A Year of Reading Harder: Chapter Two

Dec 13, 2019

As part of my 2019 reading goals, I’m working my way through the Book Riot Read Harder Challenge. So far, so good (read part one here). My progress is slow, but I’m back with part two of my reading challenge round-up.

In the midst of a teen reading kick at the time, I decided to find a teen book that would fulfill a task. Amie Kauffman and Jay Kristoff’s Illuminae fit the bill nicely for task #1: an epistolary novel or collection of letters. The space opera story tells the tale of teens Kady and Ezra, whose home planet is destroyed by a menacing megacorporation. They escape onto two different ships and can only communicate thanks to Kady’s hacking prowess; there’s a lot to sort out with plague contaminating some of the survivor ships and another ship in pursuit hoping to cover up the evidence of their genocidal actions, plus there’s a homicidal AI. Oh, and right before their world literally exploded, Kady kind of dumped Ezra, but now they’re the only familiar person the other has left. The story unfolds through security briefings, memos, and chat transcripts, which makes for quick page turning and some fun formatting. I happened to listen to it, and the award-winning, full-cast audio version of the story was so much fun.

While I am a huge fan of teen literature, I needed a palate cleanser after a couple months of reading it almost exclusively. That cleanser came in the form of Rebekah Weatherspoon’s Rafe, fulfilling task #23: a self-published book. This was a frothy, very low-drama romance. If you read any romance at all, you know the general arc: romantic interests like each other, something keeps them apart, they get together, then something comes up that threatens to destroy their happily ever after, and finally  they overcome that hardship to have a happy ending. It’s a solid formula that sells millions of books. Rafe does away with the majority of the drama, leaving two mature adults who decide to embark on a no-strings physical relationship in spite of an existing employer-employee obligation and then realize they have feelings too. Great, right? Well, yes, but… tension needs to come from somewhere in a plot, and that was missing—by design, but missing nonetheless. However, it did a lovely job flipping the common, regressive dynamic in romance of powerful man and less-experienced woman, with a driven professional woman and a male lead in a caregiving capacity. I want to see more of that unpacking of gender roles in my romances.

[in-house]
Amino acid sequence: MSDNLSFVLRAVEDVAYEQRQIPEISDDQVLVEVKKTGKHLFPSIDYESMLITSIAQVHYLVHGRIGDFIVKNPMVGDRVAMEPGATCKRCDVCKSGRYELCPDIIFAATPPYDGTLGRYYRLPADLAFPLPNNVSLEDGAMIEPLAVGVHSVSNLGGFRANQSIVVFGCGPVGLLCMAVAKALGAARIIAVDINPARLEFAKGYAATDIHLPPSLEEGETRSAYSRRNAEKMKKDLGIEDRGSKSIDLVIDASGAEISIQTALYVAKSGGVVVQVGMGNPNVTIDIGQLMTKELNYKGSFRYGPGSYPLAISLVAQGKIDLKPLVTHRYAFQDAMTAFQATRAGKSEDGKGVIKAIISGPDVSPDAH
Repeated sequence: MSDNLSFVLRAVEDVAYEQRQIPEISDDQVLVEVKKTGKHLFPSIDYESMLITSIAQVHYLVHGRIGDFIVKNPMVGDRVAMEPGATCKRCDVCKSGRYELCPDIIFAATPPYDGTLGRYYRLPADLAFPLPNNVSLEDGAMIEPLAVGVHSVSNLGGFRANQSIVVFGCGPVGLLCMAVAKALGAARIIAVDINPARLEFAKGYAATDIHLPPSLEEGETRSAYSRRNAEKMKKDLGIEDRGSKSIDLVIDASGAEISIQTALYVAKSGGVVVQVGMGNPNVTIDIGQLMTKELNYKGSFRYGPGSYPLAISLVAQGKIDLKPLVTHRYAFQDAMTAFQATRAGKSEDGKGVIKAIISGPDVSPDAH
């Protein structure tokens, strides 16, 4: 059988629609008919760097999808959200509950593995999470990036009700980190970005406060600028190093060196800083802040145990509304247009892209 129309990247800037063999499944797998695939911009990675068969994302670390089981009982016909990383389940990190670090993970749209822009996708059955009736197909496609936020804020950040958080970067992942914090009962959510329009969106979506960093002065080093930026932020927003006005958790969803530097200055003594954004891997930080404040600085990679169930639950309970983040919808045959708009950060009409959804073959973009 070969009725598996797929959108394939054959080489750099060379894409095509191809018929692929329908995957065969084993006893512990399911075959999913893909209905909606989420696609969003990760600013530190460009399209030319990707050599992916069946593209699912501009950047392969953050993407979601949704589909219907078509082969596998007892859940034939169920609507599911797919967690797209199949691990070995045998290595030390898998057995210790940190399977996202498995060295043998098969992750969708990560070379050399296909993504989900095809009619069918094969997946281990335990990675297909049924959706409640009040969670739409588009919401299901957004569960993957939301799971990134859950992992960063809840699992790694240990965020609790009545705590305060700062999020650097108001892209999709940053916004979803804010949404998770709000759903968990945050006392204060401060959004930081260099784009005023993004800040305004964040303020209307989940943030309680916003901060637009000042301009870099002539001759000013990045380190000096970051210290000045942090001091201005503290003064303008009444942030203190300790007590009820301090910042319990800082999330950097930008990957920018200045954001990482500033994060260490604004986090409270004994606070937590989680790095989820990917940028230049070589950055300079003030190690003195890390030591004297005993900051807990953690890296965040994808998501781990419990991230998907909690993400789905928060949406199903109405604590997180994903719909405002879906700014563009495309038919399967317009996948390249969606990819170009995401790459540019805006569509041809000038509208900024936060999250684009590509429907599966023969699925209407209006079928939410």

My next challenge task was a wild departure into the world of manga to complete task #11: a book of manga.  A friend recommended I read Ryoko Kui’s Delicious in Dungeon, a several-volume story that follows a party of Dungeons-and-Dragons-esque explorers who decide to slice, dice, and eat their way through the dungeons after they run out of food, one exotic monster at a time. It’s a bizarre mashup of D&D shenanigans and Food Network recipe breakdowns, and I kind of adored it for that. Delicious in Dungeon is a story with a niche audience, but if you’ve ever crawled through a dungeon in a tabletop campaign or video game, you might also be part of that target audience. You might even be able to convince your favorite foodie to give it a try.

Browsing the ebooks collection one day, I noticed that Helen Ellis’s Southern Lady Code, which at the time had a print-copy holds list, was available to check out electronically. It would be perfect for task #4: a humor book. The slim little volume, divided into easily consumable entries, was perfect for reading on my phone on the go. I described this one as having “sass for days,” and honestly, my conclusion was that I wouldn’t ever pass up an opportunity to attend a party with Ellis, where I imagine us sitting off to the side and snarking about all the other guests. It was a pleasant surprise, definitely not a title that would have prioritized reading except for this challenge, so score one for the Read Harder challenge!

For those keeping track, this brings my Read Harder progress to 8/24 tasks, or a third of the way through. Am I going to make it to 24? Stay tuned.

Reviewed by Library Staff